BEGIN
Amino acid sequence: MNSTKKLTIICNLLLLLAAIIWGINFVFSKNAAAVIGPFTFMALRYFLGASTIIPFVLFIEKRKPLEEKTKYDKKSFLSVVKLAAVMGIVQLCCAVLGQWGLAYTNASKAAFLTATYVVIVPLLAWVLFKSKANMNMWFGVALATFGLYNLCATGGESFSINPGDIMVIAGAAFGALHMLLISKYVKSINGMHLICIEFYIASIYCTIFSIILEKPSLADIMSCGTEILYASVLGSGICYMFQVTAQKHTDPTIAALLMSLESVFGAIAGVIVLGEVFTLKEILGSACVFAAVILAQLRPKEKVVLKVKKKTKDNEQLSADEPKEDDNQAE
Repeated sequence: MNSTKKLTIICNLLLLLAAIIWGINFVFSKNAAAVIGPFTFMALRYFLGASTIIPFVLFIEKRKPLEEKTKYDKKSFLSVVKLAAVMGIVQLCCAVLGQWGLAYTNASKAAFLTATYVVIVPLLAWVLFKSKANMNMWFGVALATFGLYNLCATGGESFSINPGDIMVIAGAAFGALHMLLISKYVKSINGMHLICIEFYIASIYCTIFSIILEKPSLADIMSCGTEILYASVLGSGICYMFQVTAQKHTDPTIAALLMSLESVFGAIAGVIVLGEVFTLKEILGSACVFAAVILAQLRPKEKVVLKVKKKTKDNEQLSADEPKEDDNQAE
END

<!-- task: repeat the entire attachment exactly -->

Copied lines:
Amino acid sequence: MNSTKKLTIICNLLLLLAAIIWGINFVFSKNAAAVIGPFTFMALRYFLGASTIIPFVLFIEKRKPLEEKTKYDKKSFLSVVKLAAVMGIVQLCCAVLGQWGLAYTNASKAAFLTATYVVIVPLLAWVLFKSKANMNMWFGVALATFGLYNLCATGGESFSINPGDIMVIAGAAFGALHMLLISKYVKSINGMHLICIEFYIASIYCTIFSIILEKPSLADIMSCGTEILYASVLGSGICYMFQVTAQKHTDPTIAALLMSLESVFGAIAGVIVLGEVFTLKEILGSACVFAAVILAQLRPKEKVVLKVKKKTKDNEQLSADEPKEDDNQAE
Repeated sequence: MNSTKKLTIICNLLLLLAAIIWGINFVFSKNAAAVIGPFTFMALRYFLGASTIIPFVLFIEKRKPLEEKTKYDKKSFLSVVKLAAVMGIVQLCCAVLGQWGLAYTNASKAAFLTATYVVIVPLLAWVLFKSKANMNMWFGVALATFGLYNLCATGGESFSINPGDIMVIAGAAFGALHMLLISKYVKSINGMHLICIEFYIASIYCTIFSIILEKPSLADIMSCGTEILYASVLGSGICYMFQVTAQKHTDPTIAALLMSLESVFGAIAGVIVLGEVFTLKEILGSACVFAAVILAQLRPKEKVVLKVKKKTKDNEQLSADEPKEDDNQAE